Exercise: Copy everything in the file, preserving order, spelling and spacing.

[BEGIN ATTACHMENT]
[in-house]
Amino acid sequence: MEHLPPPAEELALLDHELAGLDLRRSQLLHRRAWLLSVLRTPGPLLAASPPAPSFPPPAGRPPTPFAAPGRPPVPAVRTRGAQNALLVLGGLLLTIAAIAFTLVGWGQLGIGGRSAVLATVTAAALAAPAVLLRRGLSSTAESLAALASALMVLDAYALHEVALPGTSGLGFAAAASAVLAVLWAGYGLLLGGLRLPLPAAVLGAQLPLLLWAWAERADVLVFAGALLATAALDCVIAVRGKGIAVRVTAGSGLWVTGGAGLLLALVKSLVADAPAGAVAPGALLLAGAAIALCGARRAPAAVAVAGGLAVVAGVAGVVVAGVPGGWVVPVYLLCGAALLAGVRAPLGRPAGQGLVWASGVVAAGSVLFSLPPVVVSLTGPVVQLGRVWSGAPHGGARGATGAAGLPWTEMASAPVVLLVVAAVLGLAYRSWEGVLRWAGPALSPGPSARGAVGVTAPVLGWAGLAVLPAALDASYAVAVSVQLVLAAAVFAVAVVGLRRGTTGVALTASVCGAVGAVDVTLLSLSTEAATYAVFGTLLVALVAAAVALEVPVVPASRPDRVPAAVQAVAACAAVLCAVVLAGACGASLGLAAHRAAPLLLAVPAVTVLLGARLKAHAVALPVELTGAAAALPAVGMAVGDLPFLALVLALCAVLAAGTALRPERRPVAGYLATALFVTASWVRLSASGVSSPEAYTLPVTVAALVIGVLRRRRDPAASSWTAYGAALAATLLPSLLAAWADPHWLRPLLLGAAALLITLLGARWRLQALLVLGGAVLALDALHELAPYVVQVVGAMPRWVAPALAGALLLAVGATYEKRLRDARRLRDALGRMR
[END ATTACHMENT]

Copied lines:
[in-house]
Amino acid sequence: MEHLPPPAEELALLDHELAGLDLRRSQLLHRRAWLLSVLRTPGPLLAASPPAPSFPPPAGRPPTPFAAPGRPPVPAVRTRGAQNALLVLGGLLLTIAAIAFTLVGWGQLGIGGRSAVLATVTAAALAAPAVLLRRGLSSTAESLAALASALMVLDAYALHEVALPGTSGLGFAAAASAVLAVLWAGYGLLLGGLRLPLPAAVLGAQLPLLLWAWAERADVLVFAGALLATAALDCVIAVRGKGIAVRVTAGSGLWVTGGAGLLLALVKSLVADAPAGAVAPGALLLAGAAIALCGARRAPAAVAVAGGLAVVAGVAGVVVAGVPGGWVVPVYLLCGAALLAGVRAPLGRPAGQGLVWASGVVAAGSVLFSLPPVVVSLTGPVVQLGRVWSGAPHGGARGATGAAGLPWTEMASAPVVLLVVAAVLGLAYRSWEGVLRWAGPALSPGPSARGAVGVTAPVLGWAGLAVLPAALDASYAVAVSVQLVLAAAVFAVAVVGLRRGTTGVALTASVCGAVGAVDVTLLSLSTEAATYAVFGTLLVALVAAAVALEVPVVPASRPDRVPAAVQAVAACAAVLCAVVLAGACGASLGLAAHRAAPLLLAVPAVTVLLGARLKAHAVALPVELTGAAAALPAVGMAVGDLPFLALVLALCAVLAAGTALRPERRPVAGYLATALFVTASWVRLSASGVSSPEAYTLPVTVAALVIGVLRRRRDPAASSWTAYGAALAATLLPSLLAAWADPHWLRPLLLGAAALLITLLGARWRLQALLVLGGAVLALDALHELAPYVVQVVGAMPRWVAPALAGALLLAVGATYEKRLRDARRLRDALGRMR